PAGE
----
The evolution of sound in cinema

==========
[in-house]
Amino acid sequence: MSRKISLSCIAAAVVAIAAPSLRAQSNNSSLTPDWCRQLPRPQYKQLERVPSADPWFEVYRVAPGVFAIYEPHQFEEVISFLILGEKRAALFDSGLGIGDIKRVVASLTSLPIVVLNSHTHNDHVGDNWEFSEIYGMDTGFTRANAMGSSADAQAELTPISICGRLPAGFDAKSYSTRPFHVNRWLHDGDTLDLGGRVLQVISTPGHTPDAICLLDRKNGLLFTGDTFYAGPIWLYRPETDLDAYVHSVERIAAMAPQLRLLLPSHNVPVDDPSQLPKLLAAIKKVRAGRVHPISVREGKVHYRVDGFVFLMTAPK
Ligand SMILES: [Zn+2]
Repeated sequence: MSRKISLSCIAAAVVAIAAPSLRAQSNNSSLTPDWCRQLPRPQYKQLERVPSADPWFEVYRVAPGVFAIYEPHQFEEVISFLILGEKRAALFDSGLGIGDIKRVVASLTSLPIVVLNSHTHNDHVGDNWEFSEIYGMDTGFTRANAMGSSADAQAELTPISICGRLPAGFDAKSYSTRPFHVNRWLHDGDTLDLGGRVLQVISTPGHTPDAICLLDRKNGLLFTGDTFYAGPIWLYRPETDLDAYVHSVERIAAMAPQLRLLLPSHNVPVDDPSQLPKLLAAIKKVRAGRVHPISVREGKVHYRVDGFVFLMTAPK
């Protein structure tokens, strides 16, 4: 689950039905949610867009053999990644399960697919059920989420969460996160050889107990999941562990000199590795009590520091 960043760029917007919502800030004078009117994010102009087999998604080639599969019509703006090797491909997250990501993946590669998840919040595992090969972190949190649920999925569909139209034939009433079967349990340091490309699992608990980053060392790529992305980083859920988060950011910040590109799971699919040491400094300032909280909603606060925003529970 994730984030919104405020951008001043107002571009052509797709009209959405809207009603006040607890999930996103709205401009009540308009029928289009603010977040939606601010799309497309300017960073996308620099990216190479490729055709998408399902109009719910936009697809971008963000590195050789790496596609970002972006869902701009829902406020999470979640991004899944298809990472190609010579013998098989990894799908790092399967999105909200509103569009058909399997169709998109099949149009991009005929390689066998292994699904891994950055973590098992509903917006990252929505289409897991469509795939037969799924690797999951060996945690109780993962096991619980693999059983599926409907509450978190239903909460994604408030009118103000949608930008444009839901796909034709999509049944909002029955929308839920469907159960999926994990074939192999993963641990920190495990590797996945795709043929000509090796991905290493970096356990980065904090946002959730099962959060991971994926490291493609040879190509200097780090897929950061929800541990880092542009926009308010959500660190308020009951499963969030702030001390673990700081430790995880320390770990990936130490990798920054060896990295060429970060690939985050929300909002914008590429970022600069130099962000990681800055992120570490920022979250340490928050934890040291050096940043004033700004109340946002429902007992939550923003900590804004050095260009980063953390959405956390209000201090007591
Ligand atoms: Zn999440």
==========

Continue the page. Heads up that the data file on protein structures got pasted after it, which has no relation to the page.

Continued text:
General histories of the relationship between sound and image in cinema tend to perpetuate an ocular-centricity (emphasizing vision over the other senses) that dates back to the very earliest experiments in “moving pictures”—a term which itself serves to confuse historians. The vast majority of cinema histories tend to relegate the subject of sound in cinema to a subordinate position by studying the transition to the sound period in the late 1920s and early 1930s, only to drop the subject of sound and to emphasize the visual nature of film. Yet as long as cinema has existed, sound has been a part of it—both in its presence and in its absence. A generation of new film historians has revealed that the interplay between sound and image in cinema is quite complex and a number of presiding assumptions about film sound need to be re-examined. For example, “detonating celluloid” was a popular slang term dating from a 1930 industry guidebook for “talking cinema,” and it encapsulated a crucial misconception in the history of early sound film (“Studio Slanguage,” 1930, p. 125). As an expression, it emphasized the radically transformative effect that sound was perceived to have had on the film industry in the late 1920s. However, the term obscured the fact that sound films had been produced in small numbers since the advent of cinema while it supported the popular myth that sound cinema emerged fully grown from the mouth of Al Jolson in The Jazz Singer (1927) when he uttered the now-immortal expression, “You ain’t heard nuthin’ yet!” In fact, the transition to sound in cinema was quite orderly and not nearly as explosive as the term implies, and the history of film sound follows a winding path from the earliest experiments in sound and image synchronization to today’s digital cinema systems. The function of this chapter is to apply a corrective filter to film history and to amplify how film sound has aided the development of modern cinema. Sound and image relations during the “silent era”: 1895–1926 Perhaps the greatest misnomer in the history of sound and image relations is the term “silent cinema.” During the period commonly referred to as the “silent era” (roughly from 1895 to the end of the 1920s), films were never called “silent,” nor were they even called “cinema” for the first decade of their existence. In fact, from the very earliest experiments in the 1890s—such as Thomas Edison’s Kinetoscope and the Lumière brothers’ Cinématographe—through the rise of Nickelodeons in 1904–5, films were always part of other mixed-entertainment forms such as vaudeville shows, traveling lectures, magic lantern presentations, song–slide performances, phantasmagorias, and even circuses. Despite these numerous divergent practices, there is general consensus that the earliest moving pictures were accompanied by some form of acoustic presentation. In the case of the first projected films in the United States, at Koster and Bial’s Music Hall in New York City on April 23, 1896, Thomas Edison’s films were shown with accompaniment by Dr. Leo Sommer’s Blue Hungarian Band. And two months later when the Cinématographe made its American debut at Keith’s Union Square Theater, it was accompanied by lecturer Lew Shaw and the use of live sound effects. In later presentations of the Cinématographe, this was expanded to include pre-recorded sound effects, such as the sounds of a train engine starting, played back via a phonograph in the auditorium. Although these models seem diverse from a twenty-first-century perspective, it is because films were interpolated into pre-existing entertainment forms as part of a variety bill. Therefore, much of the early history of cinema can be understood as multiple attempts at establishing a sense of accord between image and sound. After the turn of the century, as moving pictures began to be used more regularly in vaudeville shows, their musical accompaniment grew from the lone...
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